An annual nationwide tradition continues on Jan. 1, 2024, as North Carolina joins other states in offering First Day Hikes at state parks, the N.C. Division of Parks and Recreation announced.Fresh off celebrating the Year of the Trail, North Carolina state parks will host more than 50 staff-led hikes to showcase the wonders of the Great Trails State. Visitors can choose from easy and short strolls on relatively flat trails to long excursions across mountainous landscapes.
“After a few years of smaller First Day Hikes programming, we are excited to offer a wide variety of guided hikes and events at most of our state parks for 2024,” said State Parks Director Brian Strong. “We hope our visitors take the opportunity, as we wrap up the holiday season, to bring family and friends and begin a new year of outdoor adventures together.”
A few state parks are hosting unique events on Jan. 1. At Goose Creek State Park in Beaufort County, 2024 marks 50 years since the park was first established, so park staff and partners will have First Day Hikes as part of the anniversary celebrations. Food, music, and historical demonstrations will be available for visitors in between the guided hikes. Meanwhile, at Mayo River State Park in Rockingham County, park staff will be celebrating the grand opening of a brand-new trail, so First Day Hike participants will be the first to tread the Fox Trail at the Mayo Mountain Access.
Other parks are continuing what have become traditional offerings. Crowders Mountain State Park has partnered again with Kings Mountain State Park in South Carolina to lead a First Day Hike traversing three parks in two states along the Ridgeline Trail. Several parks will have themed discussions on hikes to celebrate the North Carolina State Parks 2024 annual theme, Year of the Bear. At some parks, the park’s local friends group will provide refreshments to attendees, and others, like the Eno River Association, will have volunteers help lead hikes to allow for more choices and smaller groups.
A few parks are unable to offer guided hikes for 2024 but will still be open for visitors to hike on their own. Doing so at any state park is a great option for those who wish to avoid large crowds, as First Day Hikes have become extremely popular, especially when the weather is ideal for winter hiking. Even parks with typically smaller visitation can draw participants in the dozens or hundreds for the First Day Hikes.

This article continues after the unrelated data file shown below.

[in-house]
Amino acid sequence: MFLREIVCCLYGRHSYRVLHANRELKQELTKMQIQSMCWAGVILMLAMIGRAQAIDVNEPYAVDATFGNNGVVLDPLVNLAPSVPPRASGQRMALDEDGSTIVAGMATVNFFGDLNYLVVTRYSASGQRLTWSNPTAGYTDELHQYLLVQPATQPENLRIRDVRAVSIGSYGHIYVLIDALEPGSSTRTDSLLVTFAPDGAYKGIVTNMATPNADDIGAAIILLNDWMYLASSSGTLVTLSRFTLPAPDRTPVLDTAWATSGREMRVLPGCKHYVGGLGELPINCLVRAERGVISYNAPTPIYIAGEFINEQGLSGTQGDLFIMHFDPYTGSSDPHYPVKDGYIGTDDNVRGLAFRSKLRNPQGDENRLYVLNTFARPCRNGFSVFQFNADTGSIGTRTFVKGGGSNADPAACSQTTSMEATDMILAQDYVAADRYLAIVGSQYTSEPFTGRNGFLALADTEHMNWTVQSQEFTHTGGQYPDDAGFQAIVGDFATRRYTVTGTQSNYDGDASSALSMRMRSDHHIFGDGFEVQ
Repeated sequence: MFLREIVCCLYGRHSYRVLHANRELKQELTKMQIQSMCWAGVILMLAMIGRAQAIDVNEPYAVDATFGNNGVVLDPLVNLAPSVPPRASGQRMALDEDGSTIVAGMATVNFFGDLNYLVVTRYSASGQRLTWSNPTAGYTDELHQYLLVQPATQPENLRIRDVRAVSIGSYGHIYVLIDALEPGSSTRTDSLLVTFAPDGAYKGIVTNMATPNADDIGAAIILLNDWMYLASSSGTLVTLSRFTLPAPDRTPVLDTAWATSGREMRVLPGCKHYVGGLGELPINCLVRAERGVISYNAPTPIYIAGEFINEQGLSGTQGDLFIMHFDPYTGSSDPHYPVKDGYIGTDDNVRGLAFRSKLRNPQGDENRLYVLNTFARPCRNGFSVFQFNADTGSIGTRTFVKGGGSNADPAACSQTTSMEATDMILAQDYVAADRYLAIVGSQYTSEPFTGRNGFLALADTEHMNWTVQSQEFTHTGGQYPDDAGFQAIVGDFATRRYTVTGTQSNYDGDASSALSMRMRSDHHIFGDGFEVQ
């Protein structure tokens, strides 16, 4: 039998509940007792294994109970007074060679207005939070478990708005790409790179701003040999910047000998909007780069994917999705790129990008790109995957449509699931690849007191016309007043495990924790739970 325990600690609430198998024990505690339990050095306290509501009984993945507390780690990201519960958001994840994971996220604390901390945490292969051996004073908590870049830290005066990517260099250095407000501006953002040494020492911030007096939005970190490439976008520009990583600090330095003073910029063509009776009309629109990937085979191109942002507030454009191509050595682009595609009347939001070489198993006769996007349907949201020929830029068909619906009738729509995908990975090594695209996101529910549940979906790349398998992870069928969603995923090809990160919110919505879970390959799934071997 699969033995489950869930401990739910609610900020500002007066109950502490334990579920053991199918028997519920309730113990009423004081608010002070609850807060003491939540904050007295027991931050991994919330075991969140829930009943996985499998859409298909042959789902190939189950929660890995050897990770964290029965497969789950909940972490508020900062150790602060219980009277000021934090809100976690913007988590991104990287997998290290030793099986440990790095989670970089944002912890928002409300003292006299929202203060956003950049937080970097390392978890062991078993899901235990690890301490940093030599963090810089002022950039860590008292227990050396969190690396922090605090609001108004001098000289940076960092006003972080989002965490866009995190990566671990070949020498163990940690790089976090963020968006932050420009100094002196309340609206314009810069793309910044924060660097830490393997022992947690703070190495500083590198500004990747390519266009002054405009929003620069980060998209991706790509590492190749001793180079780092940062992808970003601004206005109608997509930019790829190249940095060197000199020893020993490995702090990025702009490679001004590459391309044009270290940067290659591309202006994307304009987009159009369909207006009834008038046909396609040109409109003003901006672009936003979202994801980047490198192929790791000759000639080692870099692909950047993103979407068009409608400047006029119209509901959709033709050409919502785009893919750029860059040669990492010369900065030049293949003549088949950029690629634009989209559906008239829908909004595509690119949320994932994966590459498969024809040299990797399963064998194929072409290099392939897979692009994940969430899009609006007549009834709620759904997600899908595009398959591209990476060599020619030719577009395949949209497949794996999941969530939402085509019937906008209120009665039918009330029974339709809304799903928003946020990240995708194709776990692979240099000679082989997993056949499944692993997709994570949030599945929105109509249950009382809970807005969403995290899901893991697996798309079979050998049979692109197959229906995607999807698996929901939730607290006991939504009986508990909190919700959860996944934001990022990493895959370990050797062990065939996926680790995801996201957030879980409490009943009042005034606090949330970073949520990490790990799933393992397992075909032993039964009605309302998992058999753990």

Nationwide, First Day Hikes is organized by the National Association of State Park Directors. The annual event began in 1992 in Massachusetts, and as of 2012, all 50 states have participated.
“I am thrilled to see the continued growth and success of the First Day Hikes program,” said Lewis Ledford, executive director of the NASPD. “This initiative has become a cherished tradition, providing individuals and families with the opportunity to embrace the outdoors, and kick off the year with a commitment to health and well-being.”
The full list of First Day Hikes for North Carolina State Parks is available at ncparks.gov/first-day-hikes. Visitors are encouraged to share photos and videos from their hike on social media using the hashtags #ncstateparks and #FirstDayHikes.
About North Carolina State ParksNorth Carolina State Parks manages more than 250,000 acres of iconic landscape within North Carolina’s state parks, state recreation areas and state natural areas. It administers the N.C. Parks and Recreation Trust Fund, including its local grants program, as well as a state trails program, North Carolina Natural and Scenic Rivers and more, all with a mission dedicated to conservation, recreation and education. The state parks system welcomes more than 19 million visitors annually.About the North Carolina Department of Natural and Cultural ResourcesThe N.C. Department of Natural and Cultural Resources (DNCR) manages, promotes, and enhances the things that people love about North Carolina – its diverse arts and culture, rich history, and spectacular natural areas.
Through its programs, the department enhances education, stimulates economic development, improves public health, expands accessibility, and strengthens community resiliency.The department manages over 100 locations across the state, including 27 historic sites, seven history museums, two art museums, five science museums, four aquariums, 35 state parks, four recreation areas, dozens of state trails and natural areas, the N.C. Zoo, the N.C Symphony, the State Library, the State Archives, the N.C. Arts Council, the African American Heritage Commission, the American Indian Heritage Commission, the State Historic Preservation Office, the Office of State Archaeology, the Highway Historical Markers program, the N.C. Land and Water Fund, and the Natural Heritage Program. For more information, please visit www.ncdcr.gov.